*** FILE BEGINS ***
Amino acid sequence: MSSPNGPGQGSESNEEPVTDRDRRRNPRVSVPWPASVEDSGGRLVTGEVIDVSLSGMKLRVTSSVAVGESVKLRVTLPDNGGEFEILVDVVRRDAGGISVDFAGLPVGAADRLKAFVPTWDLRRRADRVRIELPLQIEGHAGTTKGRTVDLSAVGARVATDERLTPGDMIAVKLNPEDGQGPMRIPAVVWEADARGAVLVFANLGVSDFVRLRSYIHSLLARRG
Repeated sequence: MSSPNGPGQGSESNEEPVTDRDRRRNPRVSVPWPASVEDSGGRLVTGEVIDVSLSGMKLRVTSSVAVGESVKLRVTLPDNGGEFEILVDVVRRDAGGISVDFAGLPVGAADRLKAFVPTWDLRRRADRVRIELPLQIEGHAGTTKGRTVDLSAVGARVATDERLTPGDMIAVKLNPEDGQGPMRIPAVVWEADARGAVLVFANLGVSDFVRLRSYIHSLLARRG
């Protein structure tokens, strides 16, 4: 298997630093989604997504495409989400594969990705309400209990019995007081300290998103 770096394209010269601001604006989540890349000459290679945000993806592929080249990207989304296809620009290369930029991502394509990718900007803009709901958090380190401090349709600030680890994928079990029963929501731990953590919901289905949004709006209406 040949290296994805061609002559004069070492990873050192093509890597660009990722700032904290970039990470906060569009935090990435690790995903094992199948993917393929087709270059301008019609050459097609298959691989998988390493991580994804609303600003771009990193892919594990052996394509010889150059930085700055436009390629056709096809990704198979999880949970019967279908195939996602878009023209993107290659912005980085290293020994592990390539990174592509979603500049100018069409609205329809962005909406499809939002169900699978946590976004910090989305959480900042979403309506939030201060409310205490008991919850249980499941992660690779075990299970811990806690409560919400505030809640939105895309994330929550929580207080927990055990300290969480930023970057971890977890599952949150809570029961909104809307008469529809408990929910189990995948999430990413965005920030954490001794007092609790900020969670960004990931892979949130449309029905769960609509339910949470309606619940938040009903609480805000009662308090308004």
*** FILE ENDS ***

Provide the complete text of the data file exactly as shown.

Amino acid sequence: MSSPNGPGQGSESNEEPVTDRDRRRNPRVSVPWPASVEDSGGRLVTGEVIDVSLSGMKLRVTSSVAVGESVKLRVTLPDNGGEFEILVDVVRRDAGGISVDFAGLPVGAADRLKAFVPTWDLRRRADRVRIELPLQIEGHAGTTKGRTVDLSAVGARVATDERLTPGDMIAVKLNPEDGQGPMRIPAVVWEADARGAVLVFANLGVSDFVRLRSYIHSLLARRG
Repeated sequence: MSSPNGPGQGSESNEEPVTDRDRRRNPRVSVPWPASVEDSGGRLVTGEVIDVSLSGMKLRVTSSVAVGESVKLRVTLPDNGGEFEILVDVVRRDAGGISVDFAGLPVGAADRLKAFVPTWDLRRRADRVRIELPLQIEGHAGTTKGRTVDLSAVGARVATDERLTPGDMIAVKLNPEDGQGPMRIPAVVWEADARGAVLVFANLGVSDFVRLRSYIHSLLARRG
């Protein structure tokens, strides 16, 4: 298997630093989604997504495409989400594969990705309400209990019995007081300290998103 770096394209010269601001604006989540890349000459290679945000993806592929080249990207989304296809620009290369930029991502394509990718900007803009709901958090380190401090349709600030680890994928079990029963929501731990953590919901289905949004709006209406 040949290296994805061609002559004069070492990873050192093509890597660009990722700032904290970039990470906060569009935090990435690790995903094992199948993917393929087709270059301008019609050459097609298959691989998988390493991580994804609303600003771009990193892919594990052996394509010889150059930085700055436009390629056709096809990704198979999880949970019967279908195939996602878009023209993107290659912005980085290293020994592990390539990174592509979603500049100018069409609205329809962005909406499809939002169900699978946590976004910090989305959480900042979403309506939030201060409310205490008991919850249980499941992660690779075990299970811990806690409560919400505030809640939105895309994330929550929580207080927990055990300290969480930023970057971890977890599952949150809570029961909104809307008469529809408990929910189990995948999430990413965005920030954490001794007092609790900020969670960004990931892979949130449309029905769960609509339910949470309606619940938040009903609480805000009662308090308004």